Many of you who have been blogging with me for a while now know I have continued breastfeeding my daughter, Emily, who is now three and a half.
Yes. You heard me right. I’m nursing a toddler who is really now more of a preschooler.
I always thought she would self wean around age two, like her older brother did. But two years came and went and we were still nursing quite a bit. Three years passed and she had gotten down to two nursing sessions per day– once first thing in the morning and then right before bed.
To be honest with you, I don’t mind it. To be really honest with you, I love it.
I love the stillness and connection we share during those times, which is really only a few minutes now, before she is off and running or sound asleep. I love knowing her diet is being supplemented with the best stuff nature can offer. I love that it continues to reduce my risks of feminine cancers. I love that we are continuing to share a biological connection, that I continue to nourish her as I did when she was floating inside me. I love the way she strokes my face and looks at me with total contentment.
Don’t get me wrong– I have been talking with her about weaning for the better part of a year, but it has been a laid back conversation between us. For example, one night we had this conversation:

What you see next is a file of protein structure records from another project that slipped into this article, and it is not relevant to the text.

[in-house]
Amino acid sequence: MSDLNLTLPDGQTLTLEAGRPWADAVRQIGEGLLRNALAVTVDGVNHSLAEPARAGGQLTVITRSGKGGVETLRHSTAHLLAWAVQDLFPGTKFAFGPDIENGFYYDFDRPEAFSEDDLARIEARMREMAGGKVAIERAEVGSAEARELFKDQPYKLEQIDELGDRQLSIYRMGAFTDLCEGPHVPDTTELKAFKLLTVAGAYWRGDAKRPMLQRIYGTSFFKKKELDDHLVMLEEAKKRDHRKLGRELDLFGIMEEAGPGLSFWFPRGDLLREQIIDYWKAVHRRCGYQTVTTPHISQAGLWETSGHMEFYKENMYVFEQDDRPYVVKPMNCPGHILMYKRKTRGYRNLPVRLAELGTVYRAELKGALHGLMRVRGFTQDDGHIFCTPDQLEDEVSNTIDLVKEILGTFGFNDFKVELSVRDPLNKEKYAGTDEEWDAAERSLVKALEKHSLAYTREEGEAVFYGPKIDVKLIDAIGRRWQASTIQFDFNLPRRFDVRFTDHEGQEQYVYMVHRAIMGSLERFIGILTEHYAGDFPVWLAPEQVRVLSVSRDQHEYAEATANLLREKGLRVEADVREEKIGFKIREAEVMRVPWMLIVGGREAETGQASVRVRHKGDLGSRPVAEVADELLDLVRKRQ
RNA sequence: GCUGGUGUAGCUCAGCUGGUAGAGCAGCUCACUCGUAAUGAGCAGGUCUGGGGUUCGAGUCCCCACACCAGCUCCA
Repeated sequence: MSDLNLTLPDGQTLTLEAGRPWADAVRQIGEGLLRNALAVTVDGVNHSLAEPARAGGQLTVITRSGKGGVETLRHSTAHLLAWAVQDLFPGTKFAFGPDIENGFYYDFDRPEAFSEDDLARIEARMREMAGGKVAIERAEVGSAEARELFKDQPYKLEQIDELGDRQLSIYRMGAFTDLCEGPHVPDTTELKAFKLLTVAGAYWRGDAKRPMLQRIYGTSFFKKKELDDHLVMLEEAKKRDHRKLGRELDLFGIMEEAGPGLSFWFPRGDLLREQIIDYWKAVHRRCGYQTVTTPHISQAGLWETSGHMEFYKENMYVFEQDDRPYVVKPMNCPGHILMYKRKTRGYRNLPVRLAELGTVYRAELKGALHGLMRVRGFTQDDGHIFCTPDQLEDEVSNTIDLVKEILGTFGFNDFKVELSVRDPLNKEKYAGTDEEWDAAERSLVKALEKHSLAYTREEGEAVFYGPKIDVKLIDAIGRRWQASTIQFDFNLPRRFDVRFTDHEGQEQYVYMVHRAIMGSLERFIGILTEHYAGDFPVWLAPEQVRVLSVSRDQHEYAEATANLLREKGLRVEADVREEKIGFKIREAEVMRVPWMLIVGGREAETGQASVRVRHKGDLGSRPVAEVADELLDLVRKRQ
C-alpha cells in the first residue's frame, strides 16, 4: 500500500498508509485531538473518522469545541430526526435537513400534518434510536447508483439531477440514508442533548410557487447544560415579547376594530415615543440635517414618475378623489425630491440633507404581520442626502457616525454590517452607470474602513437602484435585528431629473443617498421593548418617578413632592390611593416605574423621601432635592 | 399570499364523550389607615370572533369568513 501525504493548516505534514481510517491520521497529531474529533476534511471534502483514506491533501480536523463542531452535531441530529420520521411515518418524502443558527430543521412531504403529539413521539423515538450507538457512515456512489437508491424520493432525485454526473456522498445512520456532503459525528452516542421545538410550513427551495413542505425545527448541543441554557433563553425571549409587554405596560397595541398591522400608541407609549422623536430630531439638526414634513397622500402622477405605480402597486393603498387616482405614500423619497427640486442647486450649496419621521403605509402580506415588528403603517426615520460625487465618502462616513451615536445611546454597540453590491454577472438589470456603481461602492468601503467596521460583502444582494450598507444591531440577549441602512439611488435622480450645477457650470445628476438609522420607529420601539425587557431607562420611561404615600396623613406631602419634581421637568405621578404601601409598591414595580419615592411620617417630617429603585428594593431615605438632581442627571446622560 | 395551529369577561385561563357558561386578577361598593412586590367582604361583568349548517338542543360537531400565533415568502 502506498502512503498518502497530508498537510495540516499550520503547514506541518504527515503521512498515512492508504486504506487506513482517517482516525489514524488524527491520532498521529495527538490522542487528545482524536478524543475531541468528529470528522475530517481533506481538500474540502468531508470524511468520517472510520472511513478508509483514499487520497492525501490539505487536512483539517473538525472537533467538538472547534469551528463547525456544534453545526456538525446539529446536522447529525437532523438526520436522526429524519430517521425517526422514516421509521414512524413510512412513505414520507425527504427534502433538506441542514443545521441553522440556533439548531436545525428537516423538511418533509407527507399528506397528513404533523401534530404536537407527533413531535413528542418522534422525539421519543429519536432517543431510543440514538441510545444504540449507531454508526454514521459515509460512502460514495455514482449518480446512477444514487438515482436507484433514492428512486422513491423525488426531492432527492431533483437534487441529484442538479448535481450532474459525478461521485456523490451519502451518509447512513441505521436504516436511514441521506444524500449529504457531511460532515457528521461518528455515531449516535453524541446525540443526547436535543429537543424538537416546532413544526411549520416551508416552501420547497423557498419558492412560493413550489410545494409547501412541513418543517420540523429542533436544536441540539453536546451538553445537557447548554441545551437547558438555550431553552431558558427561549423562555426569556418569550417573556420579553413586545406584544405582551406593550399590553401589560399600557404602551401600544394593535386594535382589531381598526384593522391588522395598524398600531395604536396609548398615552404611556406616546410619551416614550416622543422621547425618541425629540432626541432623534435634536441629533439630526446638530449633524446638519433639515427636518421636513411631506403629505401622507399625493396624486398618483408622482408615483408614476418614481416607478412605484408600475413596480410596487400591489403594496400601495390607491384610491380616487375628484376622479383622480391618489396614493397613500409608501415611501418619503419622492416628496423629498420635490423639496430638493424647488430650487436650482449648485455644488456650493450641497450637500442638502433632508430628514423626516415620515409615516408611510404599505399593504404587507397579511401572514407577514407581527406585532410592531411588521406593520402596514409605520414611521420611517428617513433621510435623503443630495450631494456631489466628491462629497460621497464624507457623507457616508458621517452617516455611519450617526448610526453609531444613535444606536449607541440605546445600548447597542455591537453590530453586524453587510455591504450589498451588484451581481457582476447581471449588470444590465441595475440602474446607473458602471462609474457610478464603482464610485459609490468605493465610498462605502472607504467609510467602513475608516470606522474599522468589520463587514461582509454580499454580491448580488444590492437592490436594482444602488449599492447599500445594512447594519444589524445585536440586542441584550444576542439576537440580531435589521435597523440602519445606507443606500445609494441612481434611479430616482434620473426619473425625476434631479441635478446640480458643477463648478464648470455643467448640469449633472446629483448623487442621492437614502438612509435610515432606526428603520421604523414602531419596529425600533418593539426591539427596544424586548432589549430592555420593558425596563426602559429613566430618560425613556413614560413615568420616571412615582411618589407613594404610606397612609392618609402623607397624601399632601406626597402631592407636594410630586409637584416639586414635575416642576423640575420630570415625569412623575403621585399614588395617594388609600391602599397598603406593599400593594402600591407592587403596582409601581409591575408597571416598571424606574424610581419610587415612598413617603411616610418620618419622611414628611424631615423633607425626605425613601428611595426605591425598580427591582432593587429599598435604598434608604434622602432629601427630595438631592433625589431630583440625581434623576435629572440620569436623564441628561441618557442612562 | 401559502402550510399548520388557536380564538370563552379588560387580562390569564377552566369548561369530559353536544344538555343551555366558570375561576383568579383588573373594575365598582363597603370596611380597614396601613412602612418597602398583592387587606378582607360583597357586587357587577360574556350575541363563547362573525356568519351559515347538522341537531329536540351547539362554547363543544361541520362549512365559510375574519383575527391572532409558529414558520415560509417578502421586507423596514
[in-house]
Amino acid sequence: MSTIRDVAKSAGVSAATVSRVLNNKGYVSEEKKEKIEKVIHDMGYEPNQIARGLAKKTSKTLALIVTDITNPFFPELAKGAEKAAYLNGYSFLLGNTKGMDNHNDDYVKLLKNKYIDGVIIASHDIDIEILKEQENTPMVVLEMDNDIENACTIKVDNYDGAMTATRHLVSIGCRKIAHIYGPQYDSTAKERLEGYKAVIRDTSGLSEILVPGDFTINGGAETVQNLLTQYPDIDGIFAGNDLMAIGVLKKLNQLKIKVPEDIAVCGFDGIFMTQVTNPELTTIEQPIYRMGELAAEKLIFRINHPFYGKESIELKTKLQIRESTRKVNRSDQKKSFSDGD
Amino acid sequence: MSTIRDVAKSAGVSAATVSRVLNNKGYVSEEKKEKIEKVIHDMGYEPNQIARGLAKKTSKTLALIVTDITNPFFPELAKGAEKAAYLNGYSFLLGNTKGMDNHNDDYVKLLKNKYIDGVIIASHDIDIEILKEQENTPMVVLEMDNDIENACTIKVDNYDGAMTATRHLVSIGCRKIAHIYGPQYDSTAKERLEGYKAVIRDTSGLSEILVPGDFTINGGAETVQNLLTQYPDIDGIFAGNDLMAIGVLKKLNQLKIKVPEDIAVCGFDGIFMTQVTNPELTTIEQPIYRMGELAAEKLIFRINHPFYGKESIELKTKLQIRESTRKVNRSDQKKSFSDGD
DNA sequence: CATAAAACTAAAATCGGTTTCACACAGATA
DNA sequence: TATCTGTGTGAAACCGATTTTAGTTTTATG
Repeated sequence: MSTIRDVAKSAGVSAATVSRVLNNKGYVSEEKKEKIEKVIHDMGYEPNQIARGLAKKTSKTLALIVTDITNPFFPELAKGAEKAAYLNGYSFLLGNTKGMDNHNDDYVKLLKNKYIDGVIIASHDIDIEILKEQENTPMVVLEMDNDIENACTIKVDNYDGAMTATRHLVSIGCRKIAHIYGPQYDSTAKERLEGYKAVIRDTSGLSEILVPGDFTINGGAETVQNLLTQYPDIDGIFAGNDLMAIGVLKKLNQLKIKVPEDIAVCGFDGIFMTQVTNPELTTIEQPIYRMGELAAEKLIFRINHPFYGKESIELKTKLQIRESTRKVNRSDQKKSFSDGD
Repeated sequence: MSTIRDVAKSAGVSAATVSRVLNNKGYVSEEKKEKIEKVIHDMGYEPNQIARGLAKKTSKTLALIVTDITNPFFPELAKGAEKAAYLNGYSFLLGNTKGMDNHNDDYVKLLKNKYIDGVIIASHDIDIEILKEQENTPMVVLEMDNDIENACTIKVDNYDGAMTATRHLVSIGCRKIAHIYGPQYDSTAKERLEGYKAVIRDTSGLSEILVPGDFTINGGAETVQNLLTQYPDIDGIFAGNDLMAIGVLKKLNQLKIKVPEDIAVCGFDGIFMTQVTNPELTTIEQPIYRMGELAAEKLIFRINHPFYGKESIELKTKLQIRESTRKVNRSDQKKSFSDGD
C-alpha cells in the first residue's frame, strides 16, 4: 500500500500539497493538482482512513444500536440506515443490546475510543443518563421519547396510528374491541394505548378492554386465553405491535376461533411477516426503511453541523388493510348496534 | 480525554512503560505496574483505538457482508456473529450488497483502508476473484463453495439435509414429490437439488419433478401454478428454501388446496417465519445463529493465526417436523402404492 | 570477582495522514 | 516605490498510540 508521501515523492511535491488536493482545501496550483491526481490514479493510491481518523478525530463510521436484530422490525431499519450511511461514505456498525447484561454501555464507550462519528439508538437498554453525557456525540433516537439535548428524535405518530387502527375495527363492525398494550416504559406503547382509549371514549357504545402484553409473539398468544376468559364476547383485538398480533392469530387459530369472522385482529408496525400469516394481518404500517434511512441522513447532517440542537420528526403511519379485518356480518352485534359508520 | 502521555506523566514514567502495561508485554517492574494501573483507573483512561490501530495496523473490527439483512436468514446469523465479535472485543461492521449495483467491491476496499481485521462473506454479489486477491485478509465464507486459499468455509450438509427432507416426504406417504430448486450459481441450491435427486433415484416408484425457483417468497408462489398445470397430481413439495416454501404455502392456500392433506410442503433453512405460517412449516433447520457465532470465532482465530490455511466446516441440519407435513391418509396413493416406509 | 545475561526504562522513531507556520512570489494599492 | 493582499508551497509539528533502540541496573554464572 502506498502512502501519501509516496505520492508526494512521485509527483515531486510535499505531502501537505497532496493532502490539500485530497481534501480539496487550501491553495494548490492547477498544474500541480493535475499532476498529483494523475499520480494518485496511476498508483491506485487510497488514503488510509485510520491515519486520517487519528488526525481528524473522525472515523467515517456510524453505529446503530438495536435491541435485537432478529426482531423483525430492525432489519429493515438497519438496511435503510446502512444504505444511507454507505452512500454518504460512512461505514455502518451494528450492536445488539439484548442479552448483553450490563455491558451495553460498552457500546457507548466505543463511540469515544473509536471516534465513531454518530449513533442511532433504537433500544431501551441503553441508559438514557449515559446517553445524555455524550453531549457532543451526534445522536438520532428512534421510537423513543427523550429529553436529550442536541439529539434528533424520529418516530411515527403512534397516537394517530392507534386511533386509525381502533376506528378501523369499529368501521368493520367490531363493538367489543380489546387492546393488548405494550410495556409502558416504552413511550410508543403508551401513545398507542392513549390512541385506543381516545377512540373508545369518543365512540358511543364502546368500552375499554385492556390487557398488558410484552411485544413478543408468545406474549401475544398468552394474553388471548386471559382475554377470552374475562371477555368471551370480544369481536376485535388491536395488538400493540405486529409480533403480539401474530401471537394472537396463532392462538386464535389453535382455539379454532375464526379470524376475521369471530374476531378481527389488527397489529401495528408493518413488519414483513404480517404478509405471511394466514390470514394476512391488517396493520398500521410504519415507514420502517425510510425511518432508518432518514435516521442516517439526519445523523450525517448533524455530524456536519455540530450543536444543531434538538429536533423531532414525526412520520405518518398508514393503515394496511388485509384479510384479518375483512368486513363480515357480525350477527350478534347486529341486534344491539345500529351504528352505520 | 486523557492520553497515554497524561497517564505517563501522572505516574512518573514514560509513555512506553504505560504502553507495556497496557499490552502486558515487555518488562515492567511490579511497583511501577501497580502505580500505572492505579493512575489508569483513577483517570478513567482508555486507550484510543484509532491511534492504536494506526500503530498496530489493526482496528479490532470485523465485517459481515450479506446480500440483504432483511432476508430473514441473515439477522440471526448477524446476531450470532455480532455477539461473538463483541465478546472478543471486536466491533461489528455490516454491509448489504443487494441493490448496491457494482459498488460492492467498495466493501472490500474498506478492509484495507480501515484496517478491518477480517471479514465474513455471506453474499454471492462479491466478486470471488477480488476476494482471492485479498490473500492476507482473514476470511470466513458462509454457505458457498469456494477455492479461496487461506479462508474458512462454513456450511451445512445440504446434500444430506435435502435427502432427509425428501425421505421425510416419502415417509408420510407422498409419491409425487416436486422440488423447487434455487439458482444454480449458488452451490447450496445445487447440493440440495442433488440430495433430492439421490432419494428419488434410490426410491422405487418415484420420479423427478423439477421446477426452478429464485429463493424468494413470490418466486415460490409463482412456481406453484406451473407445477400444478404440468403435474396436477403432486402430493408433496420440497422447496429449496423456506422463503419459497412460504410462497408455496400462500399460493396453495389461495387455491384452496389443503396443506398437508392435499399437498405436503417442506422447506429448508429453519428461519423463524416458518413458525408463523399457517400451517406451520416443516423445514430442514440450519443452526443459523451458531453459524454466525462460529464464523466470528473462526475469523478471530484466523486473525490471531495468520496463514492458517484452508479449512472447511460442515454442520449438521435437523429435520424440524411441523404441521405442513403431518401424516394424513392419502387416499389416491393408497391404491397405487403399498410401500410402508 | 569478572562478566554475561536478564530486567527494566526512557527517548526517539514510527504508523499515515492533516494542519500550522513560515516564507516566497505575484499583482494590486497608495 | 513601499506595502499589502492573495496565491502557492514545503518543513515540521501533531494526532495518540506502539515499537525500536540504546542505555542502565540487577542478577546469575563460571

“Someday, Em, you won’t need milk-kee-kees,” I said, using her special code word for booby time. “You can have milk in a cup. And you can have milk from a cow, or milk from a goat, or even milk from a coconut!”
“I sink I will have milk fwom a cow,” she said decisively and then paused to think. I could see the wheels turning.
“What are you thinking, Emily?”
She started to laugh, “I sinkin’ about a cow dwinkin’ milk fwom a cow in a cup!” We both cracked up over that one and then she decided she wanted her nighttime nursies so I whipped out the boob.
I never planned to be nursing this long, and I keep thinking she will wean any time now, and it will be okay. I don’t offer her my breast any more, but I don’t refuse it if she asks, either. She has very nice nursing manners, and she doesn’t bite. We also had such a hard time nursing in the beginning, that I feel it is our karma to be enjoying a wonderful companionship at the breast now.
It is a nursing relationship that works for us.
For a lot of people, weaning happens naturally at a year or two. Other women have to wean prematurely due to complications, health issues, or separations from their babies. Then there are women like me who chose to allow the child to self wean when they are ready. Whatever the reason, weaning is a personal choice and process that happens between mother and baby. There should be no judgement or hard and fast rules about how a mom goes about weaning her child.
A lot of people don’t really understand “full-term” nursing. I think part of this misunderstanding is do to lack of education on breastfeeding in general, and also to lack of exposure. Many women who do nurse past a year, or gasp! two years, are criticized by friends and family. I’ve heard moms say even their pediatricians have been critical and negative about nursing an older baby. So, many women are not open about it when the breastfeed past the times that society thinks is “acceptable.”